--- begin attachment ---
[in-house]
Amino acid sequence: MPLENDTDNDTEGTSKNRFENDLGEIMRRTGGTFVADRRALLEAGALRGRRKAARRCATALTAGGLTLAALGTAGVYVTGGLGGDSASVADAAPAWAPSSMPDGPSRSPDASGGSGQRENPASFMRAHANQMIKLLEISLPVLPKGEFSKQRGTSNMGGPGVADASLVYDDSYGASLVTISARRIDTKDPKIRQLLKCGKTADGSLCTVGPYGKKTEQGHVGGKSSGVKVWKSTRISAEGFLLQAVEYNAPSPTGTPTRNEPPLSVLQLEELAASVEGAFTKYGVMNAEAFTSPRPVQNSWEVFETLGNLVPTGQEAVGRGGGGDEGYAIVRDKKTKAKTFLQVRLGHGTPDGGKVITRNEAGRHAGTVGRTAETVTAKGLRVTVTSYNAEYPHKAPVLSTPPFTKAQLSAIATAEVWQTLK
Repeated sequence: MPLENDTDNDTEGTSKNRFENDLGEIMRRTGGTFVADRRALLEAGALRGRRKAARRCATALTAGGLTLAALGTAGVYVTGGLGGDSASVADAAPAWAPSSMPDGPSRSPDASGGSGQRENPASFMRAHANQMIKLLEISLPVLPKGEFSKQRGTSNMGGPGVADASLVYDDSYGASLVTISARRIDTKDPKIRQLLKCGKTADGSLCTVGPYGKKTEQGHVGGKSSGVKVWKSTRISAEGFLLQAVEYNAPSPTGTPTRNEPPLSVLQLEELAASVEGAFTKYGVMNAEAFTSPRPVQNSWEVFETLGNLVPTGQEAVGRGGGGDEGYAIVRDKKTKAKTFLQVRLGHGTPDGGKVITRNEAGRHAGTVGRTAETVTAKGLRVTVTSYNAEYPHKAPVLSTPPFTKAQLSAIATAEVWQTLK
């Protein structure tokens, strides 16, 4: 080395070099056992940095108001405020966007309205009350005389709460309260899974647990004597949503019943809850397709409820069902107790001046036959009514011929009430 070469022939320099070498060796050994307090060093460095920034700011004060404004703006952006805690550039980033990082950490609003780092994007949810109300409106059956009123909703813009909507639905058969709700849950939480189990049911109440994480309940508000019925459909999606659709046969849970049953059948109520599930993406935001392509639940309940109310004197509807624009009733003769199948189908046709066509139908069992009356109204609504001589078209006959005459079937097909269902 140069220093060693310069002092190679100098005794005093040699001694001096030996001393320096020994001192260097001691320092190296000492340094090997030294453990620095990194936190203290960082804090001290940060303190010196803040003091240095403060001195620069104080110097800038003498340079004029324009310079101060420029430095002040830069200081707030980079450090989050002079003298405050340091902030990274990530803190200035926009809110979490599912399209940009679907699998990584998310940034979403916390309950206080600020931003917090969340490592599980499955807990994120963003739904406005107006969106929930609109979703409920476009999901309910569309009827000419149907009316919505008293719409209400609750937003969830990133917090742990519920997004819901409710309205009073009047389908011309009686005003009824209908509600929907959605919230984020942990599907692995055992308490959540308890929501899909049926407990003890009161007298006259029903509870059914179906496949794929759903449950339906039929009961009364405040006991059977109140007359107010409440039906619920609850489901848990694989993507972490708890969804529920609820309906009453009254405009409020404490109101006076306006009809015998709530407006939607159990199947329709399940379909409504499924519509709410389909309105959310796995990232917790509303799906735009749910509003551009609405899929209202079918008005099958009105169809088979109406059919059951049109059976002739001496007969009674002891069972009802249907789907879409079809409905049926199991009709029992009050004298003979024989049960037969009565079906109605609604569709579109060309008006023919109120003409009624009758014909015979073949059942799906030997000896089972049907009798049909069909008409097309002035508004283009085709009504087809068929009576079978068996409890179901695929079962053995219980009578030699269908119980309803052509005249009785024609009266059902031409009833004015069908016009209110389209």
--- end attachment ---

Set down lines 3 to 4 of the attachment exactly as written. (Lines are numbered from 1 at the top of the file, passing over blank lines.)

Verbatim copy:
Repeated sequence: MPLENDTDNDTEGTSKNRFENDLGEIMRRTGGTFVADRRALLEAGALRGRRKAARRCATALTAGGLTLAALGTAGVYVTGGLGGDSASVADAAPAWAPSSMPDGPSRSPDASGGSGQRENPASFMRAHANQMIKLLEISLPVLPKGEFSKQRGTSNMGGPGVADASLVYDDSYGASLVTISARRIDTKDPKIRQLLKCGKTADGSLCTVGPYGKKTEQGHVGGKSSGVKVWKSTRISAEGFLLQAVEYNAPSPTGTPTRNEPPLSVLQLEELAASVEGAFTKYGVMNAEAFTSPRPVQNSWEVFETLGNLVPTGQEAVGRGGGGDEGYAIVRDKKTKAKTFLQVRLGHGTPDGGKVITRNEAGRHAGTVGRTAETVTAKGLRVTVTSYNAEYPHKAPVLSTPPFTKAQLSAIATAEVWQTLK
């Protein structure tokens, strides 16, 4: 080395070099056992940095108001405020966007309205009350005389709460309260899974647990004597949503019943809850397709409820069902107790001046036959009514011929009430 070469022939320099070498060796050994307090060093460095920034700011004060404004703006952006805690550039980033990082950490609003780092994007949810109300409106059956009123909703813009909507639905058969709700849950939480189990049911109440994480309940508000019925459909999606659709046969849970049953059948109520599930993406935001392509639940309940109310004197509807624009009733003769199948189908046709066509139908069992009356109204609504001589078209006959005459079937097909269902 140069220093060693310069002092190679100098005794005093040699001694001096030996001393320096020994001192260097001691320092190296000492340094090997030294453990620095990194936190203290960082804090001290940060303190010196803040003091240095403060001195620069104080110097800038003498340079004029324009310079101060420029430095002040830069200081707030980079450090989050002079003298405050340091902030990274990530803190200035926009809110979490599912399209940009679907699998990584998310940034979403916390309950206080600020931003917090969340490592599980499955807990994120963003739904406005107006969106929930609109979703409920476009999901309910569309009827000419149907009316919505008293719409209400609750937003969830990133917090742990519920997004819901409710309205009073009047389908011309009686005003009824209908509600929907959605919230984020942990599907692995055992308490959540308890929501899909049926407990003890009161007298006259029903509870059914179906496949794929759903449950339906039929009961009364405040006991059977109140007359107010409440039906619920609850489901848990694989993507972490708890969804529920609820309906009453009254405009409020404490109101006076306006009809015998709530407006939607159990199947329709399940379909409504499924519509709410389909309105959310796995990232917790509303799906735009749910509003551009609405899929209202079918008005099958009105169809088979109406059919059951049109059976002739001496007969009674002891069972009802249907789907879409079809409905049926199991009709029992009050004298003979024989049960037969009565079906109605609604569709579109060309008006023919109120003409009624009758014909015979073949059942799906030997000896089972049907009798049909069909008409097309002035508004283009085709009504087809068929009576079978068996409890179901695929079962053995219980009578030699269908119980309803052509005249009785024609009266059902031409009833004015069908016009209110389209």